“Little Glover evolved one room at a time and soon took on a distinct personality. I was more inspired by stories of sea captains returning from expeditions with new found wealth and inspiration to build their dream houses than with specific features from local interiors.Little Glover was to be my version of a travelogue, filled with the simple details that I sketch when visiting historic houses.”
“The paneling for the large sitting room was completely built by William Suchite, based mainly on my sketches of eighteenth-century paneled rooms in Virginia. We studied books and photographs but were more intent on capturing the essence of how such details were interpreted in rural settings of the period. The simplicity of the room makes it feel more authentic, and the atmosphere seems entirely real.”
“While visiting my stone fabricators’ warehouse and stone yards, I came across remnants of the marble facade of a demolished Fifth Avenue mansion built at the beginning of the twentieth-century. The giant carved columns, cornices, and blocks of stone were beautifully worn from a century of decay. I selected fragments of egg-and-dart cornice, which were recut into an oddly scaled bolection to frame the oversize firebox. The combined play of scale and materials seems the perfect backdrop for the spare collection of my favorite furniture, arranged with deliberate irreverence.”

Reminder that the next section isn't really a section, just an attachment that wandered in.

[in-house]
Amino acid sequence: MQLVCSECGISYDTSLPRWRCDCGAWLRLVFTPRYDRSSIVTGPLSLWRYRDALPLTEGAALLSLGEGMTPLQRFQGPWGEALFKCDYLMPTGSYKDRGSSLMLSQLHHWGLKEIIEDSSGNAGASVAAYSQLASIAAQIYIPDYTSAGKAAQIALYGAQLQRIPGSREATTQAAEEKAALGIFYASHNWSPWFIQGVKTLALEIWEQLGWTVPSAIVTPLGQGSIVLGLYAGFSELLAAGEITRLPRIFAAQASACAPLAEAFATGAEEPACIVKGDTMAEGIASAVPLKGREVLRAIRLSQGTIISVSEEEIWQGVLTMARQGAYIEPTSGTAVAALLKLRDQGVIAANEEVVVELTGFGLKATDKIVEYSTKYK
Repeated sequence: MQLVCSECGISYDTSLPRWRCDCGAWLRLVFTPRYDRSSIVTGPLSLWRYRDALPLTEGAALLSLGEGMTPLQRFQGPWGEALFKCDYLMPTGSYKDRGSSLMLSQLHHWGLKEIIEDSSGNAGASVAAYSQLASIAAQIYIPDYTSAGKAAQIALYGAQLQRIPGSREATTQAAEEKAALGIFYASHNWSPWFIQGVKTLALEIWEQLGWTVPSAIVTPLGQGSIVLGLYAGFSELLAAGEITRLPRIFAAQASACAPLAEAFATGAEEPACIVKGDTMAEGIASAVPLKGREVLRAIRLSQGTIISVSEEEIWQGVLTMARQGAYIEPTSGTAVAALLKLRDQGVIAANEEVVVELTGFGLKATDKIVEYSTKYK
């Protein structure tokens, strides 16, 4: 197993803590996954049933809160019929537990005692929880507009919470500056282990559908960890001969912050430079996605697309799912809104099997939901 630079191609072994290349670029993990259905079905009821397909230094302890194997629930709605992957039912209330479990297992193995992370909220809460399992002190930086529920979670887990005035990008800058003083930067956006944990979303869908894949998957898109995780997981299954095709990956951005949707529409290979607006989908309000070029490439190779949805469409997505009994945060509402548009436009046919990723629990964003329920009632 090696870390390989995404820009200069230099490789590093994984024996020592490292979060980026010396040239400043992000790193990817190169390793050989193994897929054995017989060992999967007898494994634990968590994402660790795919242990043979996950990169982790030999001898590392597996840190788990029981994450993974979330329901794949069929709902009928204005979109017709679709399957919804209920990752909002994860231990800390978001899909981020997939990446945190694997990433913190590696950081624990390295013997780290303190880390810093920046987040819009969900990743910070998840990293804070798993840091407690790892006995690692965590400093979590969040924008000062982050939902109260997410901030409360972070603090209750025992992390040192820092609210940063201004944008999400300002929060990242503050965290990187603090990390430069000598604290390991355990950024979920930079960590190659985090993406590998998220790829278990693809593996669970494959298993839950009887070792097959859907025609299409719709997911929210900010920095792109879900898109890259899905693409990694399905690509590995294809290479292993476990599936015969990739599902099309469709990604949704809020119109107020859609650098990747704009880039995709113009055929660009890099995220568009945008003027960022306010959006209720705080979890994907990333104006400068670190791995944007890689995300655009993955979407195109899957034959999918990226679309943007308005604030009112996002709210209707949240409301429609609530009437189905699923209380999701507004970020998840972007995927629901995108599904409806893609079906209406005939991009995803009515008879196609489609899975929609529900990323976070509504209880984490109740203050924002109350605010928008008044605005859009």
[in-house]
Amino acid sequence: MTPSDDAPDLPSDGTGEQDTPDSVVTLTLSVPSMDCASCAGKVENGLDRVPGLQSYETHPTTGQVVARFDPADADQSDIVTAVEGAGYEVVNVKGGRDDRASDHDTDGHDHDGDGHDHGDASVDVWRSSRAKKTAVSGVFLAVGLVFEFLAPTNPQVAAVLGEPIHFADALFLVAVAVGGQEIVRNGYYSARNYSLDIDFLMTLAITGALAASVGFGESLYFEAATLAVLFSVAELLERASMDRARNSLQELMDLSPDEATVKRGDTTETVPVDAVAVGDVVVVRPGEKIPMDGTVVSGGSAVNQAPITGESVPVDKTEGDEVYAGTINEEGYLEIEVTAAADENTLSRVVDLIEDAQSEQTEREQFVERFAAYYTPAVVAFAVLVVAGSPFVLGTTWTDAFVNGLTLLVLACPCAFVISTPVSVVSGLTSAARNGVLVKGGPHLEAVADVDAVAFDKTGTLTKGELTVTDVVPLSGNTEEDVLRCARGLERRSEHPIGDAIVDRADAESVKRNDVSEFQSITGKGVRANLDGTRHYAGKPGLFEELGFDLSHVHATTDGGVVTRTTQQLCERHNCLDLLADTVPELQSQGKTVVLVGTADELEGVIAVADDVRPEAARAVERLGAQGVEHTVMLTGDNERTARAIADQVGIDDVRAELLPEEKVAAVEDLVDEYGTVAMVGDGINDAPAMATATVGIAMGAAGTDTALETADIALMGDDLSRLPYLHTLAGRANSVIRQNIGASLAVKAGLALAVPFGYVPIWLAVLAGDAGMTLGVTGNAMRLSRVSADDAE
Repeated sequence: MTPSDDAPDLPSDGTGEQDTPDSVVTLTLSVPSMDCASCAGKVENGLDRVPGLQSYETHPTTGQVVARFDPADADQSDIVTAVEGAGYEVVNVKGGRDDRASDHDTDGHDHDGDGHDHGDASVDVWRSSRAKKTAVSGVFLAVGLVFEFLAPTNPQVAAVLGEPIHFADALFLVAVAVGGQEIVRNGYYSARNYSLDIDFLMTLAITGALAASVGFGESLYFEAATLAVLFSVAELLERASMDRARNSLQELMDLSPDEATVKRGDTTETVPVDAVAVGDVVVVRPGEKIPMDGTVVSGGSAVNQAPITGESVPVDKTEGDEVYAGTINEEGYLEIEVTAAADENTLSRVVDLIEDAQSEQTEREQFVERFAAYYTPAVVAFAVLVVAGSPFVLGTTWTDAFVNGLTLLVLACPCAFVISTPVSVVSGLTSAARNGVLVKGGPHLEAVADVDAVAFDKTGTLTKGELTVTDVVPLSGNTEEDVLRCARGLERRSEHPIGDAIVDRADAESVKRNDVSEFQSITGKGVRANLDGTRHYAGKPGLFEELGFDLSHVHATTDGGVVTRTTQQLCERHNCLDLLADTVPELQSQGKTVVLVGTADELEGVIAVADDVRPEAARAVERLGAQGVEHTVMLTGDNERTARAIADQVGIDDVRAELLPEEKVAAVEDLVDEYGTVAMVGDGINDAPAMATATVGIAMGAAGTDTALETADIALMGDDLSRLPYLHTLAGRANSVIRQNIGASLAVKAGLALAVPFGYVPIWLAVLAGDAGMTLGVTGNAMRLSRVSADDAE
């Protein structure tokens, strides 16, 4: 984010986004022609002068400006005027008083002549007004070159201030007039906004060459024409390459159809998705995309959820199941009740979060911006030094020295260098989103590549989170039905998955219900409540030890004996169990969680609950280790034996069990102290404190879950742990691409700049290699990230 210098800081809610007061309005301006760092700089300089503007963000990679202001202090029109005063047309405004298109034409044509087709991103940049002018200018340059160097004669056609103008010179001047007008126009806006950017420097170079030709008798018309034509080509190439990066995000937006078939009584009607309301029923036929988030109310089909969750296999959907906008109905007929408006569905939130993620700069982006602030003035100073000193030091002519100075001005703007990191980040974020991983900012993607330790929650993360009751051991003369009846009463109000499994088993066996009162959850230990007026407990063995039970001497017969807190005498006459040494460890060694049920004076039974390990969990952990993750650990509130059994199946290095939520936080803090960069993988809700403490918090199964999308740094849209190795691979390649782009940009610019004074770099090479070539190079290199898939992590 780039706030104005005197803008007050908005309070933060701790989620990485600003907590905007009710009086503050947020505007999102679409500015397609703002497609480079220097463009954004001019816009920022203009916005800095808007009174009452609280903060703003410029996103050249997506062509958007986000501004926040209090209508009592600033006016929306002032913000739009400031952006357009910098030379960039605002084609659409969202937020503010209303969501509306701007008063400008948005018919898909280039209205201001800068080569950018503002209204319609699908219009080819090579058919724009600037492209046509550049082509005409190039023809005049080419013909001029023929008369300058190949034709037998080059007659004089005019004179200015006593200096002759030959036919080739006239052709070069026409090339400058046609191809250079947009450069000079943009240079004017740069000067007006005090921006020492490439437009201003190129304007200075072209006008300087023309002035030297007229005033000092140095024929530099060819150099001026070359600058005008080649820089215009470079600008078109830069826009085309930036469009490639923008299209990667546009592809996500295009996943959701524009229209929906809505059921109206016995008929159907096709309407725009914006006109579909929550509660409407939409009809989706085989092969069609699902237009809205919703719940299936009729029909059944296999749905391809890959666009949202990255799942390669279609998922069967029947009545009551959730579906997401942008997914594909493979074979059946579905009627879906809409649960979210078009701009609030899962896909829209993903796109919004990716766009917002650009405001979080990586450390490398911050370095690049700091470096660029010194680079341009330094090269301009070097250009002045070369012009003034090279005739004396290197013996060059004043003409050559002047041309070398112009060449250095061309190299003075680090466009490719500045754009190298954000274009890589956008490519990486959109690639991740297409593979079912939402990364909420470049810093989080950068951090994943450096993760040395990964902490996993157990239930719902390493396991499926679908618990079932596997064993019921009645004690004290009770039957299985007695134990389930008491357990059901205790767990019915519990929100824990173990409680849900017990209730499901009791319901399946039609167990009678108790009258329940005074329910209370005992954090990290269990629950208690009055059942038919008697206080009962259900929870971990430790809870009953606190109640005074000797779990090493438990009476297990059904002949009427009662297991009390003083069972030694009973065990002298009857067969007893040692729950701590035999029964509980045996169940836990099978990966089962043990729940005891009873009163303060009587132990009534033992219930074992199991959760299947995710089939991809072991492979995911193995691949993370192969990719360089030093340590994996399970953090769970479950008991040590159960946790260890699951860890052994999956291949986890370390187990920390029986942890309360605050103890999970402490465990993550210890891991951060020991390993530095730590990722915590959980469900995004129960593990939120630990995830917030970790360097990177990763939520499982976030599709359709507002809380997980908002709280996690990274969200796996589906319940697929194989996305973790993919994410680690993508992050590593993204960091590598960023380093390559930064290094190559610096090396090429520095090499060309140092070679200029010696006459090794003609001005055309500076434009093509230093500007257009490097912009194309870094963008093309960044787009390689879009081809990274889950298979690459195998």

A detail of the fireplace from Steven’s Instagram account.
You can definitely get a feeling of Southern historic homes in this photo. “The walls are finished in layers of gently sanded and waxed limewash.”
Sailor sitting pretty on the sofa.
The upstairs hallway leads to a series of guest bedrooms and because it’s a new build, there are no wonky stairs or sagging areas in the house. And better yet, there is central air conditioning.
“The master bedroom paneling was inspired by a visit to a historic Colonial revival house by Delano & Aldrich. I was fascinated by the raised panel ceiling and had to give it a try myself.”
Another view of the master bedroom.
Another view of the master bedroom.
A detail of the master bedroom fireplace from Steven’s Instagram.
“In the master bathroom, a grid of paneled walls is a theme I reference often for its simplicity and graphic impact.”
Usually bathrooms in historic houses are very small but here you get a bathtub and a separate shower.
More details of the master bathroom paneling,
A view of the master bathroom from Steven’s Instagram.
Many Sag Harbor homes have low ceilings but this guest bedroom feels light and airy.
All of the bedrooms have working fireplaces.
The third bedroom.
Another view of the third bedroom. Each bedroom has an ensuite bathroom.
I think this view from Steven’s Instagram is of the door out the back of the house.
A detail of the Dutch door details from Steven’s Instagram.
A view of the organic vegetable garden. You won’t even have to plant a garden yourself.
There is also a small heated pool but you have all the best beaches a short drive away including Cooper’s Beach in Southampton which is voted one of the top beaches in the United States every year. But Sag Harbor also has a marina if boating is more your style.
“The antique garden gate is a reclaimed stall door from a horse stable.”
The house was built in 2017 so the landscape has filled in since its completion.
Another view of the vegetable garden.
One of my favorite things about Sag Harbor is the light. It glows in the evenings as you can see in the photo below. If you decide to buy the house, I hope you will invite me over.